Key Verse: “Blessed are they that do his commandments, that they may have right to the tree of life, and may enter in through the gates into the city.”
THE SYMBOLIC “TREE of life,” which would have permitted the perfect man Adam and his offspring to live forever, is first mentioned in the book of Genesis. (Gen. 2:9; 3:22) In our Key Verse there is a tree of life from which those who do God’s commandments have a “right to” partake. Other Bible translations, such as the Rotherham Emphasized Bible, render the phrase “they that do his commandments” as “they who are washing their robes.” “Doing” or “washing” both imply a conscious effort on the part of the individual to prove oneself faithful to the requirements of the kingdom arrangement and thus allow them the right to the tree of life.—Matt. 25:34-40
Those not willing to do or wash will be “without,” John says. That is, by their lack of action they will be out of harmony with the kingdom arrangement. Such ones who refuse to reform themselves during the kingdom will not be permitted to continue to live.—Rev. 22:15; Matt. 25:41-46
Revelation 22:16 gives a clear confirmation that Jesus is the one who gives this message. Jesus is “the root.” “Root” signifies the origin or source of life. By being the origin of the purchase of Adam and the whole human race, Jesus can give life to humanity. According to the flesh, our Lord Jesus was, through his mother, the son or “offspring” of David. By virtue of the willing sacrifice of his undefiled life, he has become the “root” of David.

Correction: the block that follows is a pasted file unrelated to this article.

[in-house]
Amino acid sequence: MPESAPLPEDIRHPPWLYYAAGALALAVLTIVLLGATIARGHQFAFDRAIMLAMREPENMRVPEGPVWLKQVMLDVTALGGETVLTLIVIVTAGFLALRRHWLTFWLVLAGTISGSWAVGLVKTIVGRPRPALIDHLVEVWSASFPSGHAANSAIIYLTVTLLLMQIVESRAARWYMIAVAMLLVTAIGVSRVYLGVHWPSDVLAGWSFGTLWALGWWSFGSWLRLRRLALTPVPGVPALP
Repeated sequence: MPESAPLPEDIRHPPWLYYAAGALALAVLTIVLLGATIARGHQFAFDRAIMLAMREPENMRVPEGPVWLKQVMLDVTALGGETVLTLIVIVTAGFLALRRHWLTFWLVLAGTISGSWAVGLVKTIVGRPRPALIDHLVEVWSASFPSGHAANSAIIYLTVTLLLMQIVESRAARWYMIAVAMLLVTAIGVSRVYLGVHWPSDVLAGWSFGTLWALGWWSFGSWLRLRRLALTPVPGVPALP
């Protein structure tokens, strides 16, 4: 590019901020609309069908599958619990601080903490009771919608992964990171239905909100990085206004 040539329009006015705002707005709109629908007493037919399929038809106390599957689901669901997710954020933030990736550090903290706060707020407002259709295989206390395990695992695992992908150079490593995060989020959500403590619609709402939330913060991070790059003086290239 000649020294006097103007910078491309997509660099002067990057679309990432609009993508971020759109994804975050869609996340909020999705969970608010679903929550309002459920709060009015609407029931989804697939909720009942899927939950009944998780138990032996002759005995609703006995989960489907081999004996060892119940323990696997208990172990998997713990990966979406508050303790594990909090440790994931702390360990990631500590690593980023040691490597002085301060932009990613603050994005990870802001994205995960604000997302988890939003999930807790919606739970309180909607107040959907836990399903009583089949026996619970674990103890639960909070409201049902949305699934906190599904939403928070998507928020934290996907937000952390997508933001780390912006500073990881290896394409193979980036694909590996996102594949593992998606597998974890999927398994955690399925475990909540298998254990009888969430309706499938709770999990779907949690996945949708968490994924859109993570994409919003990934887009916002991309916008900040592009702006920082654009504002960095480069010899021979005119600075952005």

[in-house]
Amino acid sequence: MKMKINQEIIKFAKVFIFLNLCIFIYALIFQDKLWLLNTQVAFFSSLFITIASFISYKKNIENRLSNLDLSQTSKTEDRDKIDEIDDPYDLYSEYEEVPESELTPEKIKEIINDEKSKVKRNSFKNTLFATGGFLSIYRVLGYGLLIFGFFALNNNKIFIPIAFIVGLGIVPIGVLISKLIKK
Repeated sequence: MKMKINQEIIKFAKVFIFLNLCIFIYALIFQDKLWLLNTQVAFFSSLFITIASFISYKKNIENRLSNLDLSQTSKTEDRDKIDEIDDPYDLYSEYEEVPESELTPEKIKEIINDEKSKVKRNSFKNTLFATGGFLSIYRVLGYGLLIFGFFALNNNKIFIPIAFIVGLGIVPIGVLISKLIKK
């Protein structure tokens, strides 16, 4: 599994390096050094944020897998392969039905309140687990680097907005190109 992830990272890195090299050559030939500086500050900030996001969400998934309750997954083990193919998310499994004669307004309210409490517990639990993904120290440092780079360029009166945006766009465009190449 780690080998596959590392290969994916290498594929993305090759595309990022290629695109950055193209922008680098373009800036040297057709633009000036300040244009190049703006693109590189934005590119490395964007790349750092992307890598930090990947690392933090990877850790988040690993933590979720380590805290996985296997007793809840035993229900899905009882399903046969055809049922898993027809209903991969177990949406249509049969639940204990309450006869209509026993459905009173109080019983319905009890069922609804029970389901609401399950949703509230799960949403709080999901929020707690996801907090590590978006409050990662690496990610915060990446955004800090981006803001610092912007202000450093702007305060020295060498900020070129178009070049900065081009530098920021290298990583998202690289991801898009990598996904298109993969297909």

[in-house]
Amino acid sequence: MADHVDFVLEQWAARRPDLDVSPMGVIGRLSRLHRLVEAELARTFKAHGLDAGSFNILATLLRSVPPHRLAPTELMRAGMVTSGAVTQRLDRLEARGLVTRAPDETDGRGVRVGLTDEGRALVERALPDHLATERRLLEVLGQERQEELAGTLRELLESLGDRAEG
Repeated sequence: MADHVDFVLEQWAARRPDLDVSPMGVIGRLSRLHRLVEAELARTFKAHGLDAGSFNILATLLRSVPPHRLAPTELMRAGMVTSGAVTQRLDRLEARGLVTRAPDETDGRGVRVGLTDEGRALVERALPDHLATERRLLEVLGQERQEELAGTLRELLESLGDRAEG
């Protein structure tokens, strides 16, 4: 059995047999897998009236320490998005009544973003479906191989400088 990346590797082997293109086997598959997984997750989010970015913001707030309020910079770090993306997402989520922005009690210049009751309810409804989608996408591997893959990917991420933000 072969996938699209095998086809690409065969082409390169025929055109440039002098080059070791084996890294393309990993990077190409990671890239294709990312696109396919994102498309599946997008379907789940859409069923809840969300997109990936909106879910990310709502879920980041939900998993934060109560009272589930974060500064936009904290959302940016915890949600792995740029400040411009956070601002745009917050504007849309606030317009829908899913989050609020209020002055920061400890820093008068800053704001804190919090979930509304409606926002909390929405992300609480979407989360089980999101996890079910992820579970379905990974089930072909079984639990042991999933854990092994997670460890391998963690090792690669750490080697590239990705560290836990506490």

When and how did Christ become David’s “root,” or source of life? It is by the same means and at the same time that he became David’s Lord—by his death and subsequent resurrection on the third day. (Rev. 1:5; Acts 10:36,40) Paul states, “Christ both died, and rose, … that he might be Lord both of the dead and living.”—Rom. 14:9
In the kingdom, the Spirit and the bride will say “Come” to each one when they are raised from the dead. (Rev. 22:17) Each person will be invited to willingly enter into the kingdom arrangement and choose to obey God’s principles. No one will be forced or coerced. Those who “hear” and “thirst” for this new righteous order refer to the many people and nations who will be obedient in the kingdom. These, too, will have the privilege to say “Come,” inviting and encouraging others to join them in following the Lord.—Isa. 2:3; Micah 4:2
At that time, God’s heavenly representatives, Jesus and the bride class, “will pour upon the house of David, and upon the inhabitants of Jerusalem, the spirit of grace and of supplications.”—Zech. 12:10
John concludes his recording of the revelation given to him, stating, “He which testifieth these things saith, Surely [Greek: nai, meaning a strong affirmation] I come quickly.” Then John adds, “Amen. Even so, come, Lord Jesus.”—Rev. 22:20
John must have realized, from the many things which were revealed to him in signs and symbols, that it would be a long period of time before the kingdom of God would be established on Earth. However, Jesus’ last message to John was, “Surely, I come quickly.” How true this is for each of us. Like John, we have only our present lifetime to transform our heart and mind into the likeness of Christ, and if faithful, to be with the Lord in glory.